Supreme Court of the United States
MICHAEL A. RILEY
Decided January 23, 1989
Justice O’Connor, Concurring
Florida v. Riley, 488 U.S. 445 (1989), was a United States Supreme Court decision which held that police officials do not need a warrant to observe an individual's property from public airspace.
|Topic: Criminal Procedure*||Court vote: 5–4|
|Note: No other Justices joined this opinion.|
|Holding: “Helicopter surveillance at an altitude of 400 feet did not constitute a search under the Fourth Amendment. Florida Supreme Court reversed.”|
|Citation: 488 U.S. 445||Docket: 87–764||Audio: Listen to this case's oral arguments at Oyez|
* As categorized by the Washington University Law Supreme Court Database
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JUSTICE O'CONNOR, concurring in the judgment.
I concur in the judgment reversing the Supreme Court of Florida because I agree that police observation of the greenhouse in Riley's curtilage from a helicopter passing at an altitude of 400 feet did not violate an expectation of privacy "that society is prepared to recognize as reasonable.'" Katz v. United States, 389 U. S. 347, 389 U. S. 361 (1967) (Harlan, J., concurring). I write separately, however, to clarify the standard I believe follows from California v. Ciraolo, 476 U. S. 207 (1986). In my view, the plurality's approach rests the scope of Fourth Amendment protection too heavily on compliance with FAA regulations whose purpose is to promote air safety, not to protect "[t]he right of the people to be secure in their persons, houses, papers, and effects, against unreasonable searches and seizures." U.S.Const., Amdt. 4.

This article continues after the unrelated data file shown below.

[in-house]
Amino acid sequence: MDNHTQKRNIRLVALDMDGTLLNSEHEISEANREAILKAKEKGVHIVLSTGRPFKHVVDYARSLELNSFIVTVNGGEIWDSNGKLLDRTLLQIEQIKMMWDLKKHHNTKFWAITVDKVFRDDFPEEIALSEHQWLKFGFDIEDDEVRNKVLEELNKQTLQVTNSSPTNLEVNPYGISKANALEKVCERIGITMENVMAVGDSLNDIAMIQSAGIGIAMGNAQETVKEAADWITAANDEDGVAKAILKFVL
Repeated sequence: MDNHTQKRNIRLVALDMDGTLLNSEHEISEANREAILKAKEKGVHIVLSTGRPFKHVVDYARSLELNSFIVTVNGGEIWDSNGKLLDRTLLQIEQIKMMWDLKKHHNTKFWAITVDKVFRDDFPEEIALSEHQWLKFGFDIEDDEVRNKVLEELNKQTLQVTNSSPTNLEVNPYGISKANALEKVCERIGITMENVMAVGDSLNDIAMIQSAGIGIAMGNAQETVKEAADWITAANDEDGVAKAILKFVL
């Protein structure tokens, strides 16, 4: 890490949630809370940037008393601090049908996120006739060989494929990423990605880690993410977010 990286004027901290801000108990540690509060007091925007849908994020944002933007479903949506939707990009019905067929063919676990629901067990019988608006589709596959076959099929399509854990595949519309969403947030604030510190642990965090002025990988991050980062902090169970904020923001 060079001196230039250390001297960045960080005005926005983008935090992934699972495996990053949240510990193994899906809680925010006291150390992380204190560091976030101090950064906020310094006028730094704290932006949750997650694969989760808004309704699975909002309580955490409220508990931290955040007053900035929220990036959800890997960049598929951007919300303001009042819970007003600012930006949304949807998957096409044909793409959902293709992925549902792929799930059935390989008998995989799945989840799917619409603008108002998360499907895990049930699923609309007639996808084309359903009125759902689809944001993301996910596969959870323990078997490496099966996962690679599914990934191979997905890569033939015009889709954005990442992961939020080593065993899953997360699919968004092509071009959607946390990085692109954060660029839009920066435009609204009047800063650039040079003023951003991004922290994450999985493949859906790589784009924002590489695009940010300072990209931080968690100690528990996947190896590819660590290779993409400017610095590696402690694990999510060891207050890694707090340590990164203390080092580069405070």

Ciraolo involved observation of curtilage by officers flying in an airplane at an altitude of 1,000 feet. In evaluating whether this observation constituted a search for which a warrant was required, we acknowledged the importance of curtilage in Fourth Amendment doctrine:
The protection afforded the curtilage is essentially a protection of families and personal privacy in an area intimately linked to the home, both physically and psychologically, where privacy expectations are most heightened.
476 U.S. at 476 U. S. 212 -213. Although the curtilage is an area to which the private activities of the home extend, all police observation of the curtilage is not necessarily barred by the Fourth Amendment. As we observed:
The Fourth Amendment protection of the home has never been extended to require law enforcement officers to shield their eyes when passing by a home on public thoroughfares.
Id. at 476 U. S. 213. In Ciraolo, we likened observation from a plane traveling in "public navigable airspace" at 1,000 feet to observation by police "passing by a home on public thoroughfares." We held that "[i]n an age where private and commercial flight in the public airways is routine," it is unreasonable to expect the curtilage to be constitutionally protected from aerial observation with the naked eye from an altitude of 1,000 feet. Id. at 476 U. S. 215.